How to Pack Boxes for Moving

Michael Miller is a reputable author at Great Nation Moving and an expert in moving, packing and storage topics.

How to Pack Boxes for Moving

Packing boxes for moving is quite a straightforward task – all you need to do is put some items in a box, seal it shut, and label it. Yet, things are not as simple as they seem – if the box is not packed correctly, the risk of accidents and damages increases tenfold:

  • The box may collapse under its own weight, causing its contents to fall out – the falling items will almost certainly get broken or damaged and may also cause property damage and/or personal injuries;
  • The box may cave in when another box or a heavy item is placed on top of it in the moving truck – as a result, the items in the box may get damaged and the boxes or items on top may topple over and get damaged or cause damage to other items in the truck;
  • The items in the box may shift during the move and get damaged; etc

To avoid such unfortunate scenarios and ensure the safety of your belongings, the safety of your property, and the safety of everyone involved in the moving process, you need to know how to pack moving boxes properly and securely.

Read on to find out the best way to pack boxes for moving:

What kind of boxes to use for moving?

Practical and affordable, cardboard boxes are considered the best packing containers for moving. They’re quite sturdy and provide good protection to the items inside them – and they’re also very convenient.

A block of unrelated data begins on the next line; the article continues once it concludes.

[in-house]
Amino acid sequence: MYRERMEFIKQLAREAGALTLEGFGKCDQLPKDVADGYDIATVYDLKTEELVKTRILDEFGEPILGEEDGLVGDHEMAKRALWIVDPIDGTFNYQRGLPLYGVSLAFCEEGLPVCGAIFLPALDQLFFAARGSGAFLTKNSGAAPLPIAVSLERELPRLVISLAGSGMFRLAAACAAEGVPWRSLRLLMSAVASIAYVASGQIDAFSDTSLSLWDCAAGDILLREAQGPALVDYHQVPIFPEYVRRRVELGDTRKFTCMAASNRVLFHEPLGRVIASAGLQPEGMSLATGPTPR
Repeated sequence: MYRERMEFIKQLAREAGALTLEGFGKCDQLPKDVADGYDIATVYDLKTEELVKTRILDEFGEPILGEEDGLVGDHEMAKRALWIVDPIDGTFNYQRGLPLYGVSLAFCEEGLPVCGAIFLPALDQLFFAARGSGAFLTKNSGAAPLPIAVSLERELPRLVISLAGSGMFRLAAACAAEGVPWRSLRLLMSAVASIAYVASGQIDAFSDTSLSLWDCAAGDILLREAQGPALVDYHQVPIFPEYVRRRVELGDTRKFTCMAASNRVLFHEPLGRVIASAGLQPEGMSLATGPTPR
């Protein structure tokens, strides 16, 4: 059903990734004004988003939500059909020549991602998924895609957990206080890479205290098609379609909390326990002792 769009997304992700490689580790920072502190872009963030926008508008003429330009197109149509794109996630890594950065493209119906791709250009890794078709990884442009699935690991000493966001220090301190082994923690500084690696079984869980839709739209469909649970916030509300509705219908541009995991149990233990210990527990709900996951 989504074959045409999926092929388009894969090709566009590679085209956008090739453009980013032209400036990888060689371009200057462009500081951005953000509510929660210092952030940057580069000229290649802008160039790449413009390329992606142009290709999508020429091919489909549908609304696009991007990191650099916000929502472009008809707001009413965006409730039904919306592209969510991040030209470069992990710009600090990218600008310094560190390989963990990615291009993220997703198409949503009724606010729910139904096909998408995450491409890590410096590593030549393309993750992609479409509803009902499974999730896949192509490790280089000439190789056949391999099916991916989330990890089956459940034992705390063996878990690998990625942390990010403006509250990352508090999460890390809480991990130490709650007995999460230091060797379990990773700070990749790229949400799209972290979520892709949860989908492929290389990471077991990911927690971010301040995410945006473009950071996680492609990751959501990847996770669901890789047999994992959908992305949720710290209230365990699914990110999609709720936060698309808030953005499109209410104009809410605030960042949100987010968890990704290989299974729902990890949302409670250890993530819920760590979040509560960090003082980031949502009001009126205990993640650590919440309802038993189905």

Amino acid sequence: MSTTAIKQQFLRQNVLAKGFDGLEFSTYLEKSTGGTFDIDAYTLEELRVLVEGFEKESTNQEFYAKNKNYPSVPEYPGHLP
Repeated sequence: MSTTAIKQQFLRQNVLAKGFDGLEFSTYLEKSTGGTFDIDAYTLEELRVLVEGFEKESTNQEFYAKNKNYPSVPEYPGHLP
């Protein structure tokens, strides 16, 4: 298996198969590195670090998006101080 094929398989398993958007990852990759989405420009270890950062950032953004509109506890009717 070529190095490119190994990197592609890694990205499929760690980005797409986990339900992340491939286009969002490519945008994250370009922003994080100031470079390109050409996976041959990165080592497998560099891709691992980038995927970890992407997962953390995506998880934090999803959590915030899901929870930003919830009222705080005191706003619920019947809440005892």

Cardboard boxes come in different sizes and every size is suitable for different kinds of items:

  • Small boxes are ideal for small but heavy items such as books and tools, as well as for fragile items that need to be packed separately from other items;
  • Medium-sized boxes are very versatile and can be used for clothes and shoes, toys and games, small appliances and electronics, pots and pans, and many other household items;
  • Large boxes are best for pillows, linens, curtains, winter clothes, and other bulky lightweight items.

There are specialty moving boxes too – designed to fit and protect specific items:

  • Wardrobe boxes – tall boxes equipped with a metal hanger bar for hanging clothes;
  • Dish packs – heavy-duty boxes that provide extra cushioning and security to breakables such as chinaware, glassware, and crystal items;
  • Picture boxes – telescopic boxes that can fit framed artwork or large mirrors and come with special frame protectors for added safety; etc.

It’s best to buy brand-new packing boxes for your move, but if you want to reduce your packing expenses, you can easily find used boxes for free – just make sure the cartons are clean, dry, and sturdy, without any rips, tears, or damage to the corners.

How to pack boxes for moving?

Moving boxes are really easy to use, but that doesn’t mean that you can simply throw a few items in the carton and close the lids – you need to pack your boxes with care, so your items have a better chance to survive the move safe and intact.

Here is how to pack a moving box the right way:

  1. Reinforce the bottom and the corners of the box with quality packing tape – to reduce the risk of the carton falling apart or breaking under its own weight during the move.
  2. Line the bottom of the box with several sheets of packing paper or newspaper, pieces of bubble wrap, or an old towel – to create a cushioning layer that will absorb shocks and vibrations during transit.
  3. Wrap any fragile items you intend to put in the box with packing paper or bubble wrap – to keep your breakables safely cushioned and prevent them from coming in contact with another item in the box.